When thinking about our move to Nederland, I often reflect on the remoteness, the beauty, the wildlife, the quiet. But something I appreciate each night when I take the dogs out for their last potty break, is what I see in the sky. Despite being a mere 15 miles west of Boulder, Nederland offers the chance to enjoy the night skies. The stars glow brightly overhead on the night of new moon. I can actually see the Milky Way galaxy, looking like confetti thrown across the sky. And meteor showers offer a chance to spy flashes of light whizzing overhead.
The Perseids Meteor Showers get all the glory. It’s all about timing. Mid August brings balmy nights and vacation time. The perfect opportunity to hang out on a mountain, a rock, or even your deck to watch shooting stars go zooming by.
But in reality, there is more than one meteor shower during the course of the calendar year. If you’re a true afficionado of watching this night sky spectacle, you might want to bundle up and spend some time outside in winter during the wee hours.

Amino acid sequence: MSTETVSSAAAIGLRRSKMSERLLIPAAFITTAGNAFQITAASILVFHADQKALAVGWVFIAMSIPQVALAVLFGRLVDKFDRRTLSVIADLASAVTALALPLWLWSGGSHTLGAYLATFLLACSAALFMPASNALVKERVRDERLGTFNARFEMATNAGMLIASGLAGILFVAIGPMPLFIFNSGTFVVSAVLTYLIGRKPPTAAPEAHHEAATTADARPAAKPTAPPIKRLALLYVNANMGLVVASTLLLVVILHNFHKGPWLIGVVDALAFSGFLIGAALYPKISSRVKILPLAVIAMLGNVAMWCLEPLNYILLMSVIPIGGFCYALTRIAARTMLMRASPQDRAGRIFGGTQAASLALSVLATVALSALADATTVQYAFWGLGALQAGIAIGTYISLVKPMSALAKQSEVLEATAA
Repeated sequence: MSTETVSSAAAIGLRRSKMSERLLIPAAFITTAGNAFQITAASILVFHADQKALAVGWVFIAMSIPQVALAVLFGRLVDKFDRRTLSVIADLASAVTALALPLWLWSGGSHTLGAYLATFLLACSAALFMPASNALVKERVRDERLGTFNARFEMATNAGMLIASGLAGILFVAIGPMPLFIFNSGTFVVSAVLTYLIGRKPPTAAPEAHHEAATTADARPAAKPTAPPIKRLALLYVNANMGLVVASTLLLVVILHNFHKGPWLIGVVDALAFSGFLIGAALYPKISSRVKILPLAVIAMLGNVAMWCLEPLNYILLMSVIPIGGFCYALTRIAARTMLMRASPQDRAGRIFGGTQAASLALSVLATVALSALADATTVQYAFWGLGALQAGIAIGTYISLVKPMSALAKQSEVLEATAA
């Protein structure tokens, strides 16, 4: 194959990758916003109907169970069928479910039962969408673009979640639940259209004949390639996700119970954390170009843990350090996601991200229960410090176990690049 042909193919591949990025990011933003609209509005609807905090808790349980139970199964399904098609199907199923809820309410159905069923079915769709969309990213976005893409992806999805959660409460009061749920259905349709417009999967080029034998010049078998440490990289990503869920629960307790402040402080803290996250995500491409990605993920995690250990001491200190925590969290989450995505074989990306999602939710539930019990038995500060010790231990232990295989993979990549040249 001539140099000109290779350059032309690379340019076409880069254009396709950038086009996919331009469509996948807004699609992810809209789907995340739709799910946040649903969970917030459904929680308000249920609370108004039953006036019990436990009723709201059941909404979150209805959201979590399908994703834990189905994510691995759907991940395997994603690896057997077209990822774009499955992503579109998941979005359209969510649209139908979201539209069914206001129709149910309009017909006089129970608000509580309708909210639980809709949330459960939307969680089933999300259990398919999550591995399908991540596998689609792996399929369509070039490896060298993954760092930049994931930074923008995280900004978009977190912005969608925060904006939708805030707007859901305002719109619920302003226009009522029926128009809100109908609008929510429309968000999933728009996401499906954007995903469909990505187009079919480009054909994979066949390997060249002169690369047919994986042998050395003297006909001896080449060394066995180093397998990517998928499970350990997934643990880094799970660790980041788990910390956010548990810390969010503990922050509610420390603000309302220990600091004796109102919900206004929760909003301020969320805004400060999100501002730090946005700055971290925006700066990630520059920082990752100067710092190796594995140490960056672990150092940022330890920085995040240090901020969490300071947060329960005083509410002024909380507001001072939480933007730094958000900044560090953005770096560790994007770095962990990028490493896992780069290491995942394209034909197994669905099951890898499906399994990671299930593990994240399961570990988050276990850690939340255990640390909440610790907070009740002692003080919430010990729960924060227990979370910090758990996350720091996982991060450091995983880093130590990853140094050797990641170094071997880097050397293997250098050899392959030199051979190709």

The peak of the Geminids meteor shower was last night, but there should still be plenty to watch tonight. The Geminids get their name from the constellation of Gemini, The Twins, which also happens to be my astrological sign. The meteors appear to be spring from the constellation, thus giving them their name.
According to www.space.com, the Geminids are slower and frequently brighter, allowing us to catch sight of many more meteors than other meteor showers. At their peak last night, you could see 60 to 120 meteors per hour. A night later, there are about 25% of peak, so still worth taking a peak during a middle of the night bathroom trip.
But maybe you’re reading this tomorrow morning, and thinking, darn, I missed my chance. Never fear, another meteor showers takes place right after the New Year, the Quadrantids, just 19 days from now. It only peaks for a few hours the night of January 3 to the morning of January 4. With a new moon on January 5, if we get lucky enough to have clear skies, they should offer a great show.
So bundle up, bring a thermos of hot cocoa and enjoy the beauty of outer space on a cold winter’s night.